E-COM, short for Electronic Computer Originated Mail, was a hybrid mail process used from 1982 to 1985 by the U.S. Postal Service to print electronically originated mail, and deliver it in envelopes to customers within two days of transmission. The E-COM service allowed customers to transmit messages of up to two pages from their own computers, via telecommunication lines, to one or more of 25 serving post offices (SPOs) located in the following cities: Atlanta, Boston, Charlotte, Chicago, Cincinnati, Dallas, Denver, Detroit, Kansas City, Los Angeles, Milwaukee, Minneapolis, Nashville, New Orleans, New York, Orlando, Philadelphia, Phoenix, Pittsburgh, Richmond, St. Louis, San Antonio, San Francisco, Seattle, and Washington, DC. After an electronic message was received as a SPO, it was processed and sorted by ZIP Code, then printed on letter-size bond paper, folded, and sealed in an envelope printed with a blue E-COM logo. In order to eligible for the service, customers required to send a minimum of 200 messages per transmission.
E-COM was originally proposed on September 8, 1978, and service was expected to begin by December of that year. The proposal was caught up in a two year regulatory dispute, and a modified version of the E-COM service as recommended by the Postal Rate Commission was approved on August 15, 1980 by the Postal Service Board of Governors.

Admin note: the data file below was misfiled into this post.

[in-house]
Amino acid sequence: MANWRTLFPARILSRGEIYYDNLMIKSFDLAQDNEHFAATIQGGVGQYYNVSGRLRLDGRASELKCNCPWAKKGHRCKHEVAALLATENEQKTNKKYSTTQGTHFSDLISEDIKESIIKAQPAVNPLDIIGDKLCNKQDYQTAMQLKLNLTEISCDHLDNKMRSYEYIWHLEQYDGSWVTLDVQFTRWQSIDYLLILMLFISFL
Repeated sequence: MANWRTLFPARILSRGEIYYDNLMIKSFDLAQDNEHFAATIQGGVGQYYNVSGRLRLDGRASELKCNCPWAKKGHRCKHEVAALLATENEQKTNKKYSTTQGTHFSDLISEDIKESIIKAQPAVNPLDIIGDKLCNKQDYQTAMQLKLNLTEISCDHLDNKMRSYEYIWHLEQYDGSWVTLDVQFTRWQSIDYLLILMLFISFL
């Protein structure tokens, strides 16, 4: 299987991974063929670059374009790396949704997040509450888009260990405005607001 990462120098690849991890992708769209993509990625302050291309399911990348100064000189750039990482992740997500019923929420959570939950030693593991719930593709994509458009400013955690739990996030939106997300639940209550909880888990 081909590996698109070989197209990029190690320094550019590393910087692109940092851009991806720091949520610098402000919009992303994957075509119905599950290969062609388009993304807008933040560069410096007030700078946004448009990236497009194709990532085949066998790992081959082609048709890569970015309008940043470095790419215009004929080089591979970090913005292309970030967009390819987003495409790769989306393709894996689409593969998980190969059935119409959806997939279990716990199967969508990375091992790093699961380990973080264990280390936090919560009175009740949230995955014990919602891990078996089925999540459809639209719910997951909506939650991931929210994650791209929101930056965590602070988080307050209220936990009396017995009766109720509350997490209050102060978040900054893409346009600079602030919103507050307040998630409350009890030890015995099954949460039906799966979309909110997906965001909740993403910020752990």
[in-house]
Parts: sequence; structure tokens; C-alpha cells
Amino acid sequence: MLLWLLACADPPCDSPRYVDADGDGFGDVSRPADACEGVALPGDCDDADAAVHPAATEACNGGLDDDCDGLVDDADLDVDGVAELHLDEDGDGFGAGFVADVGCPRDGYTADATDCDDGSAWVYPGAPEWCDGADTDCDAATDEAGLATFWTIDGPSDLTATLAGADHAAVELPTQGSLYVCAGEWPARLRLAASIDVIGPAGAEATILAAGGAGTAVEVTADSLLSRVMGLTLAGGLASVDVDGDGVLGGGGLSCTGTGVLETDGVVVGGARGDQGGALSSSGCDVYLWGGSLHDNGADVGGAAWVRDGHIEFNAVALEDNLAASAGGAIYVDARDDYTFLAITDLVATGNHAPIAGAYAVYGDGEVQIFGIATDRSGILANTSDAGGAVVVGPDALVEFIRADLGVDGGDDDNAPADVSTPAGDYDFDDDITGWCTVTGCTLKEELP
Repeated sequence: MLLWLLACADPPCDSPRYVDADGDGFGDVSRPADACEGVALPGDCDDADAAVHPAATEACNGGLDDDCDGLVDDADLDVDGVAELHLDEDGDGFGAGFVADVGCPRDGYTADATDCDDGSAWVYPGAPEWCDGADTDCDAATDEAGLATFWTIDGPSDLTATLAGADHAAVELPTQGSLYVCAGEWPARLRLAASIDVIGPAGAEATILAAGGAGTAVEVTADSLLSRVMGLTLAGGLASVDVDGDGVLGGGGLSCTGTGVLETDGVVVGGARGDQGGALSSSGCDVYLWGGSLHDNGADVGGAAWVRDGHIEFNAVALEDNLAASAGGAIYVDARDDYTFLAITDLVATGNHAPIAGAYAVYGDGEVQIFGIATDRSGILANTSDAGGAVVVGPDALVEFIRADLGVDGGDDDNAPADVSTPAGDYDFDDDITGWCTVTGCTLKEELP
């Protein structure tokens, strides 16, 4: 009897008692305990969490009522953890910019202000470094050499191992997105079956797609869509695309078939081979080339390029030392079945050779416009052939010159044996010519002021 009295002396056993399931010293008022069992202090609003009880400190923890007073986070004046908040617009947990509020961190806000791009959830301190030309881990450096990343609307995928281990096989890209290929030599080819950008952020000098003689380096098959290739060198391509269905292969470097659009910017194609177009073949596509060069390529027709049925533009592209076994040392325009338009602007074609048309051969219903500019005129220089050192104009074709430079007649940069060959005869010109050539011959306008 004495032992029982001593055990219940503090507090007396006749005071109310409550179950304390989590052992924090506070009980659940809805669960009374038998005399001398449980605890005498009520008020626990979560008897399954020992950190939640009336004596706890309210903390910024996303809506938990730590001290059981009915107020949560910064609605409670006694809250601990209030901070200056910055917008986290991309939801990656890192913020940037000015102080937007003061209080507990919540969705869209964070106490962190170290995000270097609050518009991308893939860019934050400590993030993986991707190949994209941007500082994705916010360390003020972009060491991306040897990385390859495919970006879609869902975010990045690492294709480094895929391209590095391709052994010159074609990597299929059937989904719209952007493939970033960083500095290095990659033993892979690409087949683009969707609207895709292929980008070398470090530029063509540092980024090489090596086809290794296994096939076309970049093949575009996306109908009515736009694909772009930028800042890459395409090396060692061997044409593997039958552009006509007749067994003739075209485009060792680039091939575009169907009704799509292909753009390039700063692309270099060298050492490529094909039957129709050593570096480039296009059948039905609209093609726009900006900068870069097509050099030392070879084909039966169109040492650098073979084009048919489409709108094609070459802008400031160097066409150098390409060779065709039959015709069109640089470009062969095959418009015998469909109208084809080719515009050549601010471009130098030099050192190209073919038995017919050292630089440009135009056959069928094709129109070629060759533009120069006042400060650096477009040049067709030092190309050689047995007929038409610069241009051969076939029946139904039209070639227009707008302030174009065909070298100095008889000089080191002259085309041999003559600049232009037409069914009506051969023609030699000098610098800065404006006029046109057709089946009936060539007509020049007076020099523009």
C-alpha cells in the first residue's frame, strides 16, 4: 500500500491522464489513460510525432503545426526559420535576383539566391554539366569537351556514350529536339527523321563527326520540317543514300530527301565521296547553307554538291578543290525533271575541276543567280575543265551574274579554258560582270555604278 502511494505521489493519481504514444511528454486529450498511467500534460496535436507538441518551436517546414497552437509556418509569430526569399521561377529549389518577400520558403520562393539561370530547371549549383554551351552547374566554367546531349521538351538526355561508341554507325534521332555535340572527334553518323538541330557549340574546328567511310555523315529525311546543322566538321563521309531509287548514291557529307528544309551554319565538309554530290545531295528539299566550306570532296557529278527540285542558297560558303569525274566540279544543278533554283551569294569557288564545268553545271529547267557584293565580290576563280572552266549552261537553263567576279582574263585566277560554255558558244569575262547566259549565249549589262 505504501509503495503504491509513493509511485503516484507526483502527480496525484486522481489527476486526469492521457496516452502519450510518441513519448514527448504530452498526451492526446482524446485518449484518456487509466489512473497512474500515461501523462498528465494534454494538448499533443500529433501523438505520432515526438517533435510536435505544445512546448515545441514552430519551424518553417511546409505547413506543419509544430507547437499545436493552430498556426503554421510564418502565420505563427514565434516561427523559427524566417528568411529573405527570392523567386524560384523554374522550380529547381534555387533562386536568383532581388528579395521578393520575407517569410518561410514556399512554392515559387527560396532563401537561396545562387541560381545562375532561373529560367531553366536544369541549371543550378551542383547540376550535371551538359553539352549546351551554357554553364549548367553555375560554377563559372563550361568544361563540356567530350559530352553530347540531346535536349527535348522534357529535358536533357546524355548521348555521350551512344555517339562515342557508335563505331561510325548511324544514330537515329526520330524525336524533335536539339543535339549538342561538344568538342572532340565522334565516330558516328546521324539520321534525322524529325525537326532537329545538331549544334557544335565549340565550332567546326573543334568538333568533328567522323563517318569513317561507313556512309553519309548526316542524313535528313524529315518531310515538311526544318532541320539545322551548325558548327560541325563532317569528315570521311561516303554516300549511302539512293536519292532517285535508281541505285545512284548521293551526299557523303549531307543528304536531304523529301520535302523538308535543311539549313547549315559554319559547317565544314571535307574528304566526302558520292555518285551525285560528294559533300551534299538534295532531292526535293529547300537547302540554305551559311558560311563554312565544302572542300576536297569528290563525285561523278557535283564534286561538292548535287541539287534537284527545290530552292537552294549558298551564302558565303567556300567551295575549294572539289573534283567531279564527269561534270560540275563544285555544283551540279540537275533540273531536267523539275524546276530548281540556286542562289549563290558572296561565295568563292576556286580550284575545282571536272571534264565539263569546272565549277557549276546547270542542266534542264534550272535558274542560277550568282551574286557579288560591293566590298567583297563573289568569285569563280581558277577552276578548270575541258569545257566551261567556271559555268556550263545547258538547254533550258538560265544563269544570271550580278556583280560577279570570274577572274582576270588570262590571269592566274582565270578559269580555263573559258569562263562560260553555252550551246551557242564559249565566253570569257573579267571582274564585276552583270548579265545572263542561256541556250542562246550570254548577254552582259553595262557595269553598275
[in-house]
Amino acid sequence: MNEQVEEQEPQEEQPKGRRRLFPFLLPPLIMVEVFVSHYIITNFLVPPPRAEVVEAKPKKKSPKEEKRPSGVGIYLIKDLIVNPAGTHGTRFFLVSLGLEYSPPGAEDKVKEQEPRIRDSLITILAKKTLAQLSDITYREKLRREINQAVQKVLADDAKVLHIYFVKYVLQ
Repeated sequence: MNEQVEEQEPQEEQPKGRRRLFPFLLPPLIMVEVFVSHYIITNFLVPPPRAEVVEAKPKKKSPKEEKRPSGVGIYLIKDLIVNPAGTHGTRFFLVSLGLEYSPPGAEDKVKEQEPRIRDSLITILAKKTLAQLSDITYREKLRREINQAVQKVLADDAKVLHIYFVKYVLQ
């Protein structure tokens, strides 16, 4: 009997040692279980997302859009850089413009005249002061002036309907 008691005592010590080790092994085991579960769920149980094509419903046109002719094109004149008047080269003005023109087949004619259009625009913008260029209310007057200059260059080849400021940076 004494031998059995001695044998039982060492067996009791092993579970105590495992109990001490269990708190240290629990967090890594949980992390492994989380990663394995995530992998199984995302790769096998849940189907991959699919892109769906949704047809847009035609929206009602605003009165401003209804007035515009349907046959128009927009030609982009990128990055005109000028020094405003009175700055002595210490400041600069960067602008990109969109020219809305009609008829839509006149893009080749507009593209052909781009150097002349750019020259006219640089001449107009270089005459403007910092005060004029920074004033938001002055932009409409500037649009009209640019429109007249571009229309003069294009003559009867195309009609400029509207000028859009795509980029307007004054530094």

E-COM services began on January 4, 1982, and the original rates were 26 cents for the first page plus 2 cents for the second page for each transmission. In addition, there was an annual fee of $50 for the service. During its inaugural year of service, 3.2 million E-COM messages were sent, and more than 600 customers submitted applications for the service. Federal law prohibits the USPS from subsidizing a mail class by overcharging the users of other mail classes; however, E-COM was heavily subsidized from its introduction. During its first year of operation, the USPS lost $5.25 per letter. The House Government Operations Committee indicated that "The Postal Service deliberately manipulates the release of information about E-COM in order to make E-COM appear to be more successful than it really is." 
Subsequent to this, there were difficulties in securing approval for a competitive and profitable rate for the service, and beginning in June 1984 the Postal Service started trying to sell the E-COM service to a private firm. Having not received offers that were financially attractive enough to be accepted, Postmaster General Paul Carlin notified the board of governors at the June 3, 1985 meeting that the postal service would request through the Postal Rate Commission the authority to close down the operation as soon as possible. The E-COM service was officially discontinued on September 2, 1985.
- USPS Historian (July 2008). "E-COM, Electronic Computer Originated Mail" (PDF).
- "E-COM service commences January 4, 1982". Memo to Mailers. Vol 16 No 12. January 1982.
- "Postal Service Electronic Mail: The Price Isn't Right". Washington: House Government Operations Committee. October 1, 1982. p3